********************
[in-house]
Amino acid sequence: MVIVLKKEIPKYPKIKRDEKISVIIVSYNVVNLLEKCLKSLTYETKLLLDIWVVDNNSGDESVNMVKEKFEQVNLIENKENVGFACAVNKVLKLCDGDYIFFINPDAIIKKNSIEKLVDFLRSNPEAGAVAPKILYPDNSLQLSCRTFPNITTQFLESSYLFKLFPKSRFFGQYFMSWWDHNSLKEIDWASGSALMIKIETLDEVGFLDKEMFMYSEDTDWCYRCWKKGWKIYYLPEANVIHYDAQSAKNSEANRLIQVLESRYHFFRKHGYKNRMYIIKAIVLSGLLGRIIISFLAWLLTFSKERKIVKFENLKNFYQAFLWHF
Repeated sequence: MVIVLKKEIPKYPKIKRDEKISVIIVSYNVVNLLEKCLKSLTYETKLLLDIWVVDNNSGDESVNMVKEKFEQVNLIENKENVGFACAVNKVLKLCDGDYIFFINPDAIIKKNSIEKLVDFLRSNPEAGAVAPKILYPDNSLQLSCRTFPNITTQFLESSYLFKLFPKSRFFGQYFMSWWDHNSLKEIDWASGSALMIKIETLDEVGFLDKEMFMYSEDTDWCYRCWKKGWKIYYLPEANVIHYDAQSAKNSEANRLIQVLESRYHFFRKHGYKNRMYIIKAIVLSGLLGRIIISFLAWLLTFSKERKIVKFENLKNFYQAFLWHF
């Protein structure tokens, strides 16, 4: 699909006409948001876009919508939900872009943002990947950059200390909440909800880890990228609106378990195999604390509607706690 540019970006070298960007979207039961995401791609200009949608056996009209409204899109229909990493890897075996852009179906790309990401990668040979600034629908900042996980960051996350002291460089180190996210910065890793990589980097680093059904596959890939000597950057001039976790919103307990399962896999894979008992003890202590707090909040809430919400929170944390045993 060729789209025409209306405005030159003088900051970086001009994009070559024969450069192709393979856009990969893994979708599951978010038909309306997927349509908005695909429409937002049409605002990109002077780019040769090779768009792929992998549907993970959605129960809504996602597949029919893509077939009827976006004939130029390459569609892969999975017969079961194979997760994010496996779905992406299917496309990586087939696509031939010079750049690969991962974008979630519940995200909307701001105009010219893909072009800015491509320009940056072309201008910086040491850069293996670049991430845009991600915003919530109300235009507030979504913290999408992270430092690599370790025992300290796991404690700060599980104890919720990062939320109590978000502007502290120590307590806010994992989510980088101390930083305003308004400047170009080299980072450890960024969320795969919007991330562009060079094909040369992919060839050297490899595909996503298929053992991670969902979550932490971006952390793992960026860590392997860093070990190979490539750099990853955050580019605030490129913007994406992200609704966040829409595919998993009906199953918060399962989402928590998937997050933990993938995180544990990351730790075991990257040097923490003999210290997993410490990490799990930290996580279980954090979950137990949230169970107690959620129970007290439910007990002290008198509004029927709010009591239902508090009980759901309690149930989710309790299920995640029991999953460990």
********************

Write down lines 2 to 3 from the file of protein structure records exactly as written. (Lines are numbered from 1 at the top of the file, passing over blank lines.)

Amino acid sequence: MVIVLKKEIPKYPKIKRDEKISVIIVSYNVVNLLEKCLKSLTYETKLLLDIWVVDNNSGDESVNMVKEKFEQVNLIENKENVGFACAVNKVLKLCDGDYIFFINPDAIIKKNSIEKLVDFLRSNPEAGAVAPKILYPDNSLQLSCRTFPNITTQFLESSYLFKLFPKSRFFGQYFMSWWDHNSLKEIDWASGSALMIKIETLDEVGFLDKEMFMYSEDTDWCYRCWKKGWKIYYLPEANVIHYDAQSAKNSEANRLIQVLESRYHFFRKHGYKNRMYIIKAIVLSGLLGRIIISFLAWLLTFSKERKIVKFENLKNFYQAFLWHF
Repeated sequence: MVIVLKKEIPKYPKIKRDEKISVIIVSYNVVNLLEKCLKSLTYETKLLLDIWVVDNNSGDESVNMVKEKFEQVNLIENKENVGFACAVNKVLKLCDGDYIFFINPDAIIKKNSIEKLVDFLRSNPEAGAVAPKILYPDNSLQLSCRTFPNITTQFLESSYLFKLFPKSRFFGQYFMSWWDHNSLKEIDWASGSALMIKIETLDEVGFLDKEMFMYSEDTDWCYRCWKKGWKIYYLPEANVIHYDAQSAKNSEANRLIQVLESRYHFFRKHGYKNRMYIIKAIVLSGLLGRIIISFLAWLLTFSKERKIVKFENLKNFYQAFLWHF